For this constructed reality I wanted to achieve the look of a fabricated theatre stage, but with a rich seductive aesthetic, despite some disturbing detail. It is a narrative of memories, reshaped and refabricated to the minutest detail, as “What counts for us in the memory…is ultimately not its reference to the ‘objective facts’ of a particular moment but its capacity to act as a founding myth”. (Lottiedavies.com, 2017). The props are the clues to the implied disturbance – the punctum. I want the reader to notice the deliberate way the photograph is set up, and realise their significance.  I hope that it the pictorial narrative in the image provides an ambiguous drama that will also carry some viewers narrative as well as my critique on part of an everyday life.

Link to research in learning log: https://nkssite2.wordpress.com/category/a5-research/ 

References:

Cotton, C. (2015). The photograph as contemporary art. London: Thames & Hudson.

Lottiedavies.com. (2017). Lottie Davies [online] Available at: https://www.lottiedavies.com/PROJECTS/Memories-and-Nightmares/2 [Accessed 24 Jul. 2017].

PROCESS AND EVALUATION

The process:

Subject: A supper, with the context of a tense mealtime. Some motifs, parallels and symbolism borrowed from Da Vinci’s “Last Supper”.

The-Last-Supper use 1.jpg

(Learningtoeat.com, 2017)

the last supper  use 2.jpg

(Artbible.info, 2017)

Location: The dining room striped out and reshaped. I removed extraneous/distracting objects not essential to the meaning of the image. I experimented with different angles to shoot the table; I had originally intended to shoot it front on with the wall running behind and have an empty chair on the camera side of the table (as in Da Vinci’s Last supper), but it was ultimately more aesthetically pleasing  taken from a corner angle with teak door panels as a backdrop. I began with a chair on its side but thought it was too obviously disruptive. I spent ages on setting a pleasing angle for the shoot, eventually shortening the table to compact the three place settings and fill the frame more effectively from the diagonal.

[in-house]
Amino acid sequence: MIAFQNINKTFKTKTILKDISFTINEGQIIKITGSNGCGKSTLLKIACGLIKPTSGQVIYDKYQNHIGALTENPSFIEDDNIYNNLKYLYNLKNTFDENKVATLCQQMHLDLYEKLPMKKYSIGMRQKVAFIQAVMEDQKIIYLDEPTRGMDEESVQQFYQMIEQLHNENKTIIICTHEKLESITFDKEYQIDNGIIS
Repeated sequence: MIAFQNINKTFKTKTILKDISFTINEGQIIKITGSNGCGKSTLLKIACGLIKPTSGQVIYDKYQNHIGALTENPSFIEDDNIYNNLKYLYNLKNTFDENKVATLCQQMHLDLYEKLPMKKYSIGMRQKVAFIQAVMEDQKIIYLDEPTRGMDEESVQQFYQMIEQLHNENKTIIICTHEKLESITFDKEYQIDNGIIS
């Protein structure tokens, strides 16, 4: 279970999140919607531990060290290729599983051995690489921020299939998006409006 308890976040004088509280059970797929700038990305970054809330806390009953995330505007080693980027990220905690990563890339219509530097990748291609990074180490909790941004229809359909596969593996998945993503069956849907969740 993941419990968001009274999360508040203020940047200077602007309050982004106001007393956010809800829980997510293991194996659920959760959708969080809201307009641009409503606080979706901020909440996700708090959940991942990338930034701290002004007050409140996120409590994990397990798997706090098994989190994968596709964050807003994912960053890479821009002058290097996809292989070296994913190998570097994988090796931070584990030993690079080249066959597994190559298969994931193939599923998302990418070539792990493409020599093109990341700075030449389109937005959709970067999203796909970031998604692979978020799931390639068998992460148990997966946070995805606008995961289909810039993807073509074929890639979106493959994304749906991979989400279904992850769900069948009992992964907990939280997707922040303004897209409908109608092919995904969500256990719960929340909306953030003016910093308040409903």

Props: Table and chairs. Settings for a meal: slate mats, napkins, glasses, wine bottle, dipping oil, bread board and knife. The placements of these objects was critical for each place setting. I tried footwear placed by the washbowl, but removed it as it cluttered the scene and wasn’t aesthetically pleasing. I tried different places for the dropped napkin, the wine bottle and bread, both to layer and lead the viewer’s eye around the image and to balance it.

Symbols: Red wine, bread, spilled salt, washed feet, shawl, trilogy, and shocked reactions.

Actors: Before shooting knowing that I would only have my actor for short bursts, I set up and decided on everything that I could. In preparation I took practise shots of what I thought he should do. When I involved him I asked him to interpret my ideas as his own but he naturally adopted the pose I had suggested with the addition of holding the wine glass. I had more problems performing myself and had to release him whilst I took practise shots of what was effective for me in my role before continuing with the shoot. I had decided to obscure our faces to add ambiguity but ultimately that was only partial.

Lighting: I went for subtle rather than dramatic in keeping with my intention to show a constructed reality. I had some ambient light from one wall which is all windows, though thankfully it was a dull day.  I invested in another Speedlight, a 60 cm softbox and an umbrella and stand. I used the soft box as my key light to light my male actor, and switched between using the other Speedlight on my camera with a diffuser and bouncing it off of the ceiling and reflecting into the umbrella on the stand as a fill light; Pre-shooting I spent a long time experimenting with these, the power and the placement.

Lighting diagram:

lighting 1500.jpg

The shoot: My camera was on a tripod and with a remote timer to trigger the shutter on a timer, giving us time to compose ourselves between shots. I reviewed images between shoots several times and then reshot to improve lighting, or resolve other silly mistakes like leaving my notes on the table. I was limited in the amount of shots I could take with my actor which I found frustrating as my search for perfection increased each time I reviewed the images, whilst his tolerance and cooperation decreased.

Post processing: When reviewing the mages I was conscious not just of the slightly changing positions of the actors, but also any reflections, shadows, and the quality and quantity of light. I didn’t do much post production work on the image I chose, preferring to keep the lighting slightly low and not to mess with the slightly green hue given off the glass table and the walls.

Evaluation